The only real worry though, is the rising nationalism in our films.

There is a film on Modi coming up, apart from films on Manmohan Singh and Bal Thackeray. Down south, there are films on NTR and YSR releasing in the coming months. The stupid trend of playing the National Anthem before a movie begins still continues unabated, even though the Supreme Court has ruled it unnecessary.

Films have always exploited the emotions running through the masses. Amitabh Bachchan’s blockbusters from the 70s did the same, as did Manoj Kumar’s films in the 1960s.

But to have nearly each and every film releasing in a month talking about India, how great India is, and what it means to be Indian – is a bit too much to stomach.

I won’t be surprised if in the coming years we have films like Golmaal Tujhe Salaam, Sacred Patriotic Games, and Sonu Ke Titty Ki Freedom Fighter!


5 thoughts on “Thoughts on Uri and Manikarnia

  1. Nidaa

    Kangana claims to be this independent force of nature. Yet, she has always ‘co-written and co-directed’ . From what I have seen she has zero skills as a director (no matter how good an actress she is). The movie looked so patchy that you can actually make out the difference between her work and Krish’. Oh and the VFX – if a layman viewer like me can spot the lame shitty digi work, someone like you who’s a reviewer can surely see it for what it is. For now, she ruined Simran and Manikarnika. If she writes and directs on her own, and not steal, then only she should be lauded for her writing and direction skills.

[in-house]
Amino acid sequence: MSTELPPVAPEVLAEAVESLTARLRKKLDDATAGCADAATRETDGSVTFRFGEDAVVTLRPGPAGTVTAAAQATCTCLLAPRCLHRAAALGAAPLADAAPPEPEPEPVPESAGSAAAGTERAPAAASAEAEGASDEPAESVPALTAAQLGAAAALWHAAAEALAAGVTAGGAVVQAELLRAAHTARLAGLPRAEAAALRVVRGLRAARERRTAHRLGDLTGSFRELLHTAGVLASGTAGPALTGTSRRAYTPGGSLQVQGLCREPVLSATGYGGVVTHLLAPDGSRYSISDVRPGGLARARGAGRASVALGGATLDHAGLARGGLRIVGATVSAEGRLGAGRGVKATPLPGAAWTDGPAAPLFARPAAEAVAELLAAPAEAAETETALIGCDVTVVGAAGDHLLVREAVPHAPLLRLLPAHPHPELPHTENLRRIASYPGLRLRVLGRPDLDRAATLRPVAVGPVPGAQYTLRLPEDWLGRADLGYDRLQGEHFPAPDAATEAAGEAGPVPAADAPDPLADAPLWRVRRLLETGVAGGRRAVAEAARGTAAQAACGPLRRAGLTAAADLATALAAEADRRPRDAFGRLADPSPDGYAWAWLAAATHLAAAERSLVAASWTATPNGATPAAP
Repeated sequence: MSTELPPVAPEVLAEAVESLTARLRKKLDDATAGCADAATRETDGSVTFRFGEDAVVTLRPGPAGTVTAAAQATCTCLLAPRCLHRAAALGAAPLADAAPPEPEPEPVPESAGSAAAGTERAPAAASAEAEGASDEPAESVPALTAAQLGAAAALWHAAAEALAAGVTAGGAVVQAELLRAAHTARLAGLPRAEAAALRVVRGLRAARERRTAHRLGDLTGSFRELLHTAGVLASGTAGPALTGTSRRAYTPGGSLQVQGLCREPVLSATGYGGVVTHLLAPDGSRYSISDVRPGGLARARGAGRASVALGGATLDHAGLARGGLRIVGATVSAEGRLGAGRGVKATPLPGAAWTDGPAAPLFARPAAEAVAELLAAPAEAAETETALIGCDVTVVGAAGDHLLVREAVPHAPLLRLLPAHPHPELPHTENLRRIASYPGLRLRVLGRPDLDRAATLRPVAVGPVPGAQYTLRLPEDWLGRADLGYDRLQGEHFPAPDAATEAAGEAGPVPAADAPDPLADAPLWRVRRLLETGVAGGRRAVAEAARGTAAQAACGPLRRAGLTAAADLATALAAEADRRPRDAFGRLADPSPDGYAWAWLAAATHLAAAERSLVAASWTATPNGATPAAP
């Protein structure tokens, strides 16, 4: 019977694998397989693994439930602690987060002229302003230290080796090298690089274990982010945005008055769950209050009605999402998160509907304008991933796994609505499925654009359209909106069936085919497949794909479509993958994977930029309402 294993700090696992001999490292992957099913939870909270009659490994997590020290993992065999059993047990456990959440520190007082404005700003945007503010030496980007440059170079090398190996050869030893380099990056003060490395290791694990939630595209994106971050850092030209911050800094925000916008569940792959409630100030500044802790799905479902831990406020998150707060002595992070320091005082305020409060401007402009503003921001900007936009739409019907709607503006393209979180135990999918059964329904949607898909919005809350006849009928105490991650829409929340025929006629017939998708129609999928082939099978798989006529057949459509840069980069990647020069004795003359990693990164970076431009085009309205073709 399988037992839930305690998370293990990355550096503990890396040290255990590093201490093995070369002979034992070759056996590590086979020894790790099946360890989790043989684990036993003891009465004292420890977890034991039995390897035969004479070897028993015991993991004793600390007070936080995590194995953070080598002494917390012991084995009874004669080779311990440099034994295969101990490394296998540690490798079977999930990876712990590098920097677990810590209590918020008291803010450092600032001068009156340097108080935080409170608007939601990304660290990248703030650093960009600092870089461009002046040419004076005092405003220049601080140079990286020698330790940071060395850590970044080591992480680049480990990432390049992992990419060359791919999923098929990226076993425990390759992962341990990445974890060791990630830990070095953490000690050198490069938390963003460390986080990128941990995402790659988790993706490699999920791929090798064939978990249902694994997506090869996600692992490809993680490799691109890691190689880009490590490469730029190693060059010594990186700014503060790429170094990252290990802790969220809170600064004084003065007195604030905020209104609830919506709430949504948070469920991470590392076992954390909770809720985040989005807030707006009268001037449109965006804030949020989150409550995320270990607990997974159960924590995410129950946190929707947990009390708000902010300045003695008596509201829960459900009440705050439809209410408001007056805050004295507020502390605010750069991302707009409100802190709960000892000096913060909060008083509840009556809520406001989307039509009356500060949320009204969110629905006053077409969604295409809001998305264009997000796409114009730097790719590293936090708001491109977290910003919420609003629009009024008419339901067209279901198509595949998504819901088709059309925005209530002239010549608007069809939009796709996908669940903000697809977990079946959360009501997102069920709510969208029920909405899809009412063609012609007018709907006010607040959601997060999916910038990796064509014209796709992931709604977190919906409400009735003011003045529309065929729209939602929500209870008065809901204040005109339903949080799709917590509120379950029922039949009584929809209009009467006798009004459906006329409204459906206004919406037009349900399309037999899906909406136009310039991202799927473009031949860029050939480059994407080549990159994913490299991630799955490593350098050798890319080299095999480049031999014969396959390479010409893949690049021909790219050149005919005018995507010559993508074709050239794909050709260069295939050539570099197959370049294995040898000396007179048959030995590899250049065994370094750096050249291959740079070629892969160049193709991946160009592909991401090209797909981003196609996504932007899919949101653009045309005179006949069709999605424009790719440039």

2. Shreshta.C

    For selfish reasons I don’t want manikarnika to be a hit or whatever so that kangna doesn’t think of directing more films…the direction was so crass that I was conFused on whether it was she who directed it or the child sitting on her lap. Not getting to vfx. Manikarnika made me realize why sanjay leela bhansali needs to exist.

  3. Guna

    Oye buddy FYI – on manikarnika kangana pretty much stole the credits from the director after he shot the film. Research on the movie will give you all the details…kangana only directed certain reshoots… He’s a telugu director so got screwed in bollywood…check out the below links….she did pretty much the same thing for Simran where she co-opted writer credits.




    Rest of the article is fine. Also loved your article on FC…looks like BR loves you…congrats..looking forward to more articles on FC… 🙂